Amidst criticism from President-elect Donald Trump on moving jobs to Mexico, US carmakers have been busy making job announcements.
General Motors (GM) on Tuesday announced its plan to invest $1 billion in US factories and to create or retain 7,000 jobs in the next few years, the Associated Press reports. Though the plan has been long in the making, GM’s announcement has been viewed as the latest from US auto companies eager to head off criticism from Mr. Trump.
The new investment will create or keep about 2,000 factory jobs, with 450 new pickup truck axle-making jobs being moved to Michigan from Mexico, and another 5,000 new white-collar positions that will come in the next two or three years.
"There's no question there is an emphasis on job creation in the US right now," GM spokesman Patrick Morrissey told the AP. "This is good timing for us to share what we are doing."
While these measures have been in the works for years, GM chose to announce it Tuesday – three days before Mr. Trump is sworn into the White House. The president-elect isn’t shy in tweeting about the "big stuff" he says he is creating:
The Detroit automaker already announced a $2.9 billion investment last year, and, according to the AP, has invested more than $21 billion in the United States since leaving bankruptcy protection in 2009, creating a total of 25,000 jobs in both white- and blue-collar positions.
However, GM has also been planning to lay off about 3,300 employees at three plants in Ohio and Michigan within the next few months, according to Reuters.
"[GM's] general plan is to build where we sell and we're focused on what we're doing in the United States," GM's chief executive, Mary Barra, told Reuters.
GM’s announcement also comes two weeks after Trump attacked US automakers for building vehicles in Mexico and threatened to charge a 35 percent border tax on cars imported to the United States from Mexico.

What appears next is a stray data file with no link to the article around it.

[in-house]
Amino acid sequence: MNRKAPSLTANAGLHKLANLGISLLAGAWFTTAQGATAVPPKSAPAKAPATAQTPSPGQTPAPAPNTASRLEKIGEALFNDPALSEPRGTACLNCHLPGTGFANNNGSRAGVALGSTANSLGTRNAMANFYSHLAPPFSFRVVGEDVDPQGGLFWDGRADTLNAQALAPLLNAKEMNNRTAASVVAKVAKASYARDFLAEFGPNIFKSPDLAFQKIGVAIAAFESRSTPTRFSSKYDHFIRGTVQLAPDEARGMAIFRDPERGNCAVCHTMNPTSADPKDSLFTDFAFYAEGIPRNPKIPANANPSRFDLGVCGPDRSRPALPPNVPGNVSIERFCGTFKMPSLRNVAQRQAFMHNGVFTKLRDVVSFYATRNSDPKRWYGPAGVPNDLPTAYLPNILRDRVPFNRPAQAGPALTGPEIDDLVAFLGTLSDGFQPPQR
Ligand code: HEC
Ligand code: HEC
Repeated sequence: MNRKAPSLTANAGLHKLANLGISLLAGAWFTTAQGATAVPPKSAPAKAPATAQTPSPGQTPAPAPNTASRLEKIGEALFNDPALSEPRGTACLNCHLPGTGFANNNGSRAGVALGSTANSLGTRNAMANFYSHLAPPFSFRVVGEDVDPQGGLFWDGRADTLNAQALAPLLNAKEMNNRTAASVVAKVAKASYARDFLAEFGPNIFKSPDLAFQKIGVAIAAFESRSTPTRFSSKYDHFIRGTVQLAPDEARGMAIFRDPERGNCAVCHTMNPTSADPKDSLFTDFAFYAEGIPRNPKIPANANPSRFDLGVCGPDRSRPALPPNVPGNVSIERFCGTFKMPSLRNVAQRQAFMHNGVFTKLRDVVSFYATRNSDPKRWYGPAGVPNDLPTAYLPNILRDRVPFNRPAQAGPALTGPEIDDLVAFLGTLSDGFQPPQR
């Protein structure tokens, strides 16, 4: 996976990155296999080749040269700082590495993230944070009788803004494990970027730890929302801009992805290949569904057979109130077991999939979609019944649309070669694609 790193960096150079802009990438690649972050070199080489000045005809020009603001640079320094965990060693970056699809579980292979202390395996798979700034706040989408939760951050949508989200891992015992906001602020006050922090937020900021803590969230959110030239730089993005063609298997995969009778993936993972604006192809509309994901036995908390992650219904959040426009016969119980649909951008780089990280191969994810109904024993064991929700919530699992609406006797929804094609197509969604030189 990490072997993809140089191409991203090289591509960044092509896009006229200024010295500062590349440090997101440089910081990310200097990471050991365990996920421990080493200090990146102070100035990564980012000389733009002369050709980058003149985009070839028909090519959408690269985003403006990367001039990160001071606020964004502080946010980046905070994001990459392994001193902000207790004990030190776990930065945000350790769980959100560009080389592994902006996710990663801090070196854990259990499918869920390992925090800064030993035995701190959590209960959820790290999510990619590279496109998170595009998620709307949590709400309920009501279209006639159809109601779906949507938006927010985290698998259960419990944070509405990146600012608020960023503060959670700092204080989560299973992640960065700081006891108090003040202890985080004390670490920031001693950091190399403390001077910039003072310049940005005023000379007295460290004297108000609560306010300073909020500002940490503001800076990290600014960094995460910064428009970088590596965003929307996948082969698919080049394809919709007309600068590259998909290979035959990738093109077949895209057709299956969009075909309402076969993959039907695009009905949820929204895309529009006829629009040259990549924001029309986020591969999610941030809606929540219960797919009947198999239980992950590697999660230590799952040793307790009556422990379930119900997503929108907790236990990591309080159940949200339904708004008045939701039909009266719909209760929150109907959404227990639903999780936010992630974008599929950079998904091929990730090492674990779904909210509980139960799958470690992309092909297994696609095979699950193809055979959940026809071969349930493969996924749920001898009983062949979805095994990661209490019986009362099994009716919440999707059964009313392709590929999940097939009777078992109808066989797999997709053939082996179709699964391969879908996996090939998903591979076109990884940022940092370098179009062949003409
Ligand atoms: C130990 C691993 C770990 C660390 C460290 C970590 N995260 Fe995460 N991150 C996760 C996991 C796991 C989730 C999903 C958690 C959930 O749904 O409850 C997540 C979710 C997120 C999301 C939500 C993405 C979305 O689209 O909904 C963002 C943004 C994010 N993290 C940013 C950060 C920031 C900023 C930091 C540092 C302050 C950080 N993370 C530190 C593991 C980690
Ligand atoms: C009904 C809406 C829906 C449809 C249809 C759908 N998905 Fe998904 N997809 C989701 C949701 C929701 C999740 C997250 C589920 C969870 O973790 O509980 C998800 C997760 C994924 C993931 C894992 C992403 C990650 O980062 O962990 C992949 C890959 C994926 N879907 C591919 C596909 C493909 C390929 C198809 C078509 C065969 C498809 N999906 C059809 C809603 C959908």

Since the election, several automakers have said they are investing to expand their US plants. No company has announced plans to build new US factories in the next few years, however, despite Trump's tweeted claim that "new auto plants" are "coming back into our country."
South Korean car manufacturer Hyundai said early Tuesday it is considering building a new US factory and will invest $3.1 billion in the United States by 2021. As Fiat Chrysler decided to invest $1 billion in its two US factories, Ford announced plans for creating 700 new jobs in Michigan.
But despite direct tariff threats from Trump, nearly all of the companies still plan to keep building small cars in Mexico, where wages are lower, to offset lower prices and profit margins.
Ford, having scrapped its plan to build a new $1.6 billion small-car factory in Mexico, still plans to keep its compact-car manufacturing operations in Mexico, though at an existing factory.
Ms. Barra said GM currently has no plans to change where it produces smalls cars, although Trump threatened to tax its Chevrolet Cruze hatchback compact cars.
This story includes materials from the Associated Press and Reuters.